Love Your Kids by Loving Your Spouse

Over the past 40 years or so, the institution of marriage has had a tough road.  Nearly 50% of all marriages end in divorce; many young people are opting out of marriage altogether, choosing instead to cohabitate indefinitely or to simply move from one relationship to another when things get tough; Hollywood and big media have made a mockery of marriage, viewing it as temporary or completely irrelevant.

Many families very close to us have gone through the trauma and heartbreak of divorce.  Lives are uprooted, blame is placed, relationships are bruised, trust is lost, and home becomes a moving target.  In many broken families, parents are forced to cooperate in the raising of the children, which can result in many years of frustration, resentment, and scheduling chaos.  The divorced parents we talk with struggle daily to insulate their children from these repercussions.  In far too many cases, one parent decides to opt out of the marriage, leaving the spouse no choice but to sign the papers and attempt to rebuild his / her life.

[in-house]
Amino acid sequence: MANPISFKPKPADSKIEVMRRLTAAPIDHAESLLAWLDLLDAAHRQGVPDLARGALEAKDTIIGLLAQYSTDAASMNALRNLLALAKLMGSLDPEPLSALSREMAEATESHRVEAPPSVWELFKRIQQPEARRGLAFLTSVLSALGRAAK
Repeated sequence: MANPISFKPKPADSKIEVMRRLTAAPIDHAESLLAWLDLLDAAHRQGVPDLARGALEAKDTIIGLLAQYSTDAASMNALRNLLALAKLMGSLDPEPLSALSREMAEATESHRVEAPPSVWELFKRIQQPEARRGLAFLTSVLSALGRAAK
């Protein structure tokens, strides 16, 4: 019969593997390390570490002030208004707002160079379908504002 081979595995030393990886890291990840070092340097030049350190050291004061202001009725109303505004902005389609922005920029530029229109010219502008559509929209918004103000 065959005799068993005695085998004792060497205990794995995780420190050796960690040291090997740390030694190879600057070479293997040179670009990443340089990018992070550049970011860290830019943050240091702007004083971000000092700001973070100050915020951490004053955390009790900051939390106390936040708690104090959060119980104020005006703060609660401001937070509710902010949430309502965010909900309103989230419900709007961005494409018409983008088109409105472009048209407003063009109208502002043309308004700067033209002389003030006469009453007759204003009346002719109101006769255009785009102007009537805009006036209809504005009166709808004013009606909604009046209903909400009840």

The data is clear that with the breakdown of the family unit comes real struggles for so many of our young people. Poverty, increased anxiety and mental health issues (including suicide), and sexual promiscuity are just a few of the challenges that face children that grow up in chaotic family structures.

That having been said, some of the strongest and most courageous people we know are single parents, many of whom have raised / are raising some of the most determined, bright, and self-assured young people that we know.  These parents are committed and selfless, every day, no matter what, with no spouse to lean on when the storms come.  These single moms and dads are generally tough on their kids because they know life is hard and being successful personally and professionally requires strength of mind and character.  Although they seldom complain, most would not wish the challenges and loneliness of single parenting or co-parenting on anyone.

Strong marriages are the core of strong families, and strong families are the foundation upon which strong societies flourish.

As we raise our young people, we need to educate them on the importance and challenges of married life both in word and example.  As Mike and I made our way through the marriage prep classes offered by our church years ago, the seasoned married couples that lead the instruction made it clear to us that being married is hard and takes daily commitment.  Our young people need to know that entering into a marriage covenant means self-sacrifice, not self-indulgence.  A Deacon shared with us that our responsibility as a married couple first and foremost is to get our spouse to heaven.